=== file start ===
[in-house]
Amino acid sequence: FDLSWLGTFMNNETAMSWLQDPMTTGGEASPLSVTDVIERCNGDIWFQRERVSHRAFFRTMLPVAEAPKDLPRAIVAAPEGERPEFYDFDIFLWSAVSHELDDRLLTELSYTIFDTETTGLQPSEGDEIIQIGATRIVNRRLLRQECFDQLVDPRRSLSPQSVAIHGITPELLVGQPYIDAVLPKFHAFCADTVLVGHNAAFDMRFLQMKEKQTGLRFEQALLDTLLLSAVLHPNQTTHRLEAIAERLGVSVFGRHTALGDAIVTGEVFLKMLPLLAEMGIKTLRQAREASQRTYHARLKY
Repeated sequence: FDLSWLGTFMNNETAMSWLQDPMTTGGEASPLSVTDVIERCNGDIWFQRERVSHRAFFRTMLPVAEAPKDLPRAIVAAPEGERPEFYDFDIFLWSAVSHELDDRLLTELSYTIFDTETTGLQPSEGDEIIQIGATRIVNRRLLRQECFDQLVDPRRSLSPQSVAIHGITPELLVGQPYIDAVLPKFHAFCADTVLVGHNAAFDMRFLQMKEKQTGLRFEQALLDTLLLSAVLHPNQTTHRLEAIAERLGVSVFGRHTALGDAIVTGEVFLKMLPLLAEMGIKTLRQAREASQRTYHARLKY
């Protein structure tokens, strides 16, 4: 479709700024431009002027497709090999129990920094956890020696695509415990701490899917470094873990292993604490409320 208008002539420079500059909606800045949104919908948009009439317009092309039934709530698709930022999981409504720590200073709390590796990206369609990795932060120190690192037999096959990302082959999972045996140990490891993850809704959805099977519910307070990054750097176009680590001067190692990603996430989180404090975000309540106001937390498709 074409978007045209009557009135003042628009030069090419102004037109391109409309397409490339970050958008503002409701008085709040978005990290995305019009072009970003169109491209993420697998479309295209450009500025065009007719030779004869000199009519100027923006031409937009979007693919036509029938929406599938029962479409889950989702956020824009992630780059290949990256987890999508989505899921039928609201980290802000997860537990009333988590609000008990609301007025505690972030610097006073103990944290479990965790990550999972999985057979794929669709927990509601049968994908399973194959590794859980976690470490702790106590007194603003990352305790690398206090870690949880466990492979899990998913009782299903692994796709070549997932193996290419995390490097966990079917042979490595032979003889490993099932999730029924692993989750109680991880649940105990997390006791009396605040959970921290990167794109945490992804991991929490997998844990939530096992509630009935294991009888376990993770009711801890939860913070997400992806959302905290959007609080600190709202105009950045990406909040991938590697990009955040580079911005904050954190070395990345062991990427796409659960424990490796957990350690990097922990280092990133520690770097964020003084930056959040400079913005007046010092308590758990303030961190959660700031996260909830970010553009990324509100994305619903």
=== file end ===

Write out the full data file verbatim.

[in-house]
Amino acid sequence: FDLSWLGTFMNNETAMSWLQDPMTTGGEASPLSVTDVIERCNGDIWFQRERVSHRAFFRTMLPVAEAPKDLPRAIVAAPEGERPEFYDFDIFLWSAVSHELDDRLLTELSYTIFDTETTGLQPSEGDEIIQIGATRIVNRRLLRQECFDQLVDPRRSLSPQSVAIHGITPELLVGQPYIDAVLPKFHAFCADTVLVGHNAAFDMRFLQMKEKQTGLRFEQALLDTLLLSAVLHPNQTTHRLEAIAERLGVSVFGRHTALGDAIVTGEVFLKMLPLLAEMGIKTLRQAREASQRTYHARLKY
Repeated sequence: FDLSWLGTFMNNETAMSWLQDPMTTGGEASPLSVTDVIERCNGDIWFQRERVSHRAFFRTMLPVAEAPKDLPRAIVAAPEGERPEFYDFDIFLWSAVSHELDDRLLTELSYTIFDTETTGLQPSEGDEIIQIGATRIVNRRLLRQECFDQLVDPRRSLSPQSVAIHGITPELLVGQPYIDAVLPKFHAFCADTVLVGHNAAFDMRFLQMKEKQTGLRFEQALLDTLLLSAVLHPNQTTHRLEAIAERLGVSVFGRHTALGDAIVTGEVFLKMLPLLAEMGIKTLRQAREASQRTYHARLKY
């Protein structure tokens, strides 16, 4: 479709700024431009002027497709090999129990920094956890020696695509415990701490899917470094873990292993604490409320 208008002539420079500059909606800045949104919908948009009439317009092309039934709530698709930022999981409504720590200073709390590796990206369609990795932060120190690192037999096959990302082959999972045996140990490891993850809704959805099977519910307070990054750097176009680590001067190692990603996430989180404090975000309540106001937390498709 074409978007045209009557009135003042628009030069090419102004037109391109409309397409490339970050958008503002409701008085709040978005990290995305019009072009970003169109491209993420697998479309295209450009500025065009007719030779004869000199009519100027923006031409937009979007693919036509029938929406599938029962479409889950989702956020824009992630780059290949990256987890999508989505899921039928609201980290802000997860537990009333988590609000008990609301007025505690972030610097006073103990944290479990965790990550999972999985057979794929669709927990509601049968994908399973194959590794859980976690470490702790106590007194603003990352305790690398206090870690949880466990492979899990998913009782299903692994796709070549997932193996290419995390490097966990079917042979490595032979003889490993099932999730029924692993989750109680991880649940105990997390006791009396605040959970921290990167794109945490992804991991929490997998844990939530096992509630009935294991009888376990993770009711801890939860913070997400992806959302905290959007609080600190709202105009950045990406909040991938590697990009955040580079911005904050954190070395990345062991990427796409659960424990490796957990350690990097922990280092990133520690770097964020003084930056959040400079913005007046010092308590758990303030961190959660700031996260909830970010553009990324509100994305619903």